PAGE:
DP12945 Retail Discrimination in Search Markets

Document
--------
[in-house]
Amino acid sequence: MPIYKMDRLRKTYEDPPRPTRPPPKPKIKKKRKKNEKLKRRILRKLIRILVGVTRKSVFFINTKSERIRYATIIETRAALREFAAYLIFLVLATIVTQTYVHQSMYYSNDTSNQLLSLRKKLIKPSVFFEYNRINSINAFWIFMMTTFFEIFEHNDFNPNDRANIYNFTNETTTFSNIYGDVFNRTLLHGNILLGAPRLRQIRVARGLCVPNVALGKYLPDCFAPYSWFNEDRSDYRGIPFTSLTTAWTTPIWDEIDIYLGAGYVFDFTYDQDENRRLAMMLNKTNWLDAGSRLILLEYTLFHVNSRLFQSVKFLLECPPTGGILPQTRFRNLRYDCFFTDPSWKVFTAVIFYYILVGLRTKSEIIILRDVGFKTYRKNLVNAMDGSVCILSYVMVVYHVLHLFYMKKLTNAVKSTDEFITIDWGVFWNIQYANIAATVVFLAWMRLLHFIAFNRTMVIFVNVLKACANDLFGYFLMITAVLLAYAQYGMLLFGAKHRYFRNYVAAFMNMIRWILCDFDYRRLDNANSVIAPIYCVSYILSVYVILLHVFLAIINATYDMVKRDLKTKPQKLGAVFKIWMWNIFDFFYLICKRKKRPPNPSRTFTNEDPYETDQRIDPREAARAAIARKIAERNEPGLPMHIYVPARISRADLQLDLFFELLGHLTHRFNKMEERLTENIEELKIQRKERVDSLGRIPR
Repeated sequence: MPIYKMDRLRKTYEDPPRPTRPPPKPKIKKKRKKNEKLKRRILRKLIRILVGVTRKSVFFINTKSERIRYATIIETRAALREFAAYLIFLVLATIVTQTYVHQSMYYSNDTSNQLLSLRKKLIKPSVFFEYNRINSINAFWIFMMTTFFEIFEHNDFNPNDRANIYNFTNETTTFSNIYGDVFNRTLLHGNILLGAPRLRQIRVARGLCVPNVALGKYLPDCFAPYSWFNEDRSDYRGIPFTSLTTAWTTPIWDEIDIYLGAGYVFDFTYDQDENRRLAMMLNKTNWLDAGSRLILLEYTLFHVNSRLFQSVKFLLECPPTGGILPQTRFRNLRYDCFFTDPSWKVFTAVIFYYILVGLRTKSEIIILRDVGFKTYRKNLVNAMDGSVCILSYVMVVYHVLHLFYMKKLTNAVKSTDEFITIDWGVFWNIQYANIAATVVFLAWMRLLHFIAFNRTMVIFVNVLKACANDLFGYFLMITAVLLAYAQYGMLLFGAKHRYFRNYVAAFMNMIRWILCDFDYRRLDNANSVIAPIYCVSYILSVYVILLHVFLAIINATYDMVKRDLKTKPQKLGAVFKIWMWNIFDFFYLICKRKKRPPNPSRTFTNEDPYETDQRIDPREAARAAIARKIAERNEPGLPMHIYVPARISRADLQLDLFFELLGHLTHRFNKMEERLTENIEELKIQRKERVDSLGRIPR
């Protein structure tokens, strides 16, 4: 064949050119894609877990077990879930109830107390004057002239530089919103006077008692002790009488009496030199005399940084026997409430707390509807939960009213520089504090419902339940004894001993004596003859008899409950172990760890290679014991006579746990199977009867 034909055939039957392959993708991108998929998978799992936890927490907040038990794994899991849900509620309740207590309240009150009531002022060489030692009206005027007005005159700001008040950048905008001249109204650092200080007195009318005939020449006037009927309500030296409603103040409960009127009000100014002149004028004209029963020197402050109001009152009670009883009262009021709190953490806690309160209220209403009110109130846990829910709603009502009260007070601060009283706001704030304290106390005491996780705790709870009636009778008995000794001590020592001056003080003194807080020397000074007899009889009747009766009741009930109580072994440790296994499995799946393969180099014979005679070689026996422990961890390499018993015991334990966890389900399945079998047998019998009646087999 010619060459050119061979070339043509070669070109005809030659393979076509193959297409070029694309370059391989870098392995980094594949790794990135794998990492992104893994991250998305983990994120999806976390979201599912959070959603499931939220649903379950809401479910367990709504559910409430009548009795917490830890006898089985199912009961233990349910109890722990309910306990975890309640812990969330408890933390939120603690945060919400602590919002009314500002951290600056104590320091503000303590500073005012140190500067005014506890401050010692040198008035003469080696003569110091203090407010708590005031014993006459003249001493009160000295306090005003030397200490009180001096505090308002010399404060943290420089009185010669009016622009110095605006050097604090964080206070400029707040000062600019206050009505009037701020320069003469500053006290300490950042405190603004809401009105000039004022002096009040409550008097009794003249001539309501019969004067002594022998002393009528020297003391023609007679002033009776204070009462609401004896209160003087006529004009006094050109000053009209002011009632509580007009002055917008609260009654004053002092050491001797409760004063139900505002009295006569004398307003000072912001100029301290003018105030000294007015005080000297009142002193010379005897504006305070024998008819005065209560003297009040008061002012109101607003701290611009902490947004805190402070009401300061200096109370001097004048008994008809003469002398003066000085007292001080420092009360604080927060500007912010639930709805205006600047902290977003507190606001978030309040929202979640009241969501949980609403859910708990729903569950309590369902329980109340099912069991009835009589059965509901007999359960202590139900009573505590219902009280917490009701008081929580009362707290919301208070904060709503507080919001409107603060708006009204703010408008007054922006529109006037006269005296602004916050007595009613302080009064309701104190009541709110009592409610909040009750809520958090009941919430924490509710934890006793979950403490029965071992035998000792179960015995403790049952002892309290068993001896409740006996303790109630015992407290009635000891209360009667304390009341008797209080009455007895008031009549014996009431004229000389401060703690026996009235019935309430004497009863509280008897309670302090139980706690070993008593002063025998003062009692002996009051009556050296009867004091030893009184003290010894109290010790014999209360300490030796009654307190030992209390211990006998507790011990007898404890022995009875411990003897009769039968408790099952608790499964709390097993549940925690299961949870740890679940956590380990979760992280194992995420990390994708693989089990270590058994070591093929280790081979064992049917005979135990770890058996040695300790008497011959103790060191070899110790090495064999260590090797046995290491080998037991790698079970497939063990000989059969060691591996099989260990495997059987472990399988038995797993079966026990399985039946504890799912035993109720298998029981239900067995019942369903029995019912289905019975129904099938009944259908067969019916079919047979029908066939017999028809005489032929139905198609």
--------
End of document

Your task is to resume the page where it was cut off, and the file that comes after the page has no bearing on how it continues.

This paper analyses the incentives of manufacturers to discriminate between exante symmetric retailers who compete for consumers with different search cost. By discriminating, a manufacturer indirectly screens searching consumers, creates more retail competition, increases its profits, but lowers consumer welfare. Low-cost retailers sell to a disproportionate share of low search cost consumers, providing strong incentives to compete; high-cost retailers also lower margins given their smaller customer base. For wholesale price discrimination to be an equilibrium outcome, some form of commitment is necessary. Legislation requiring sales at the recommended retail price serves as such a commitment device, making consumers worse off.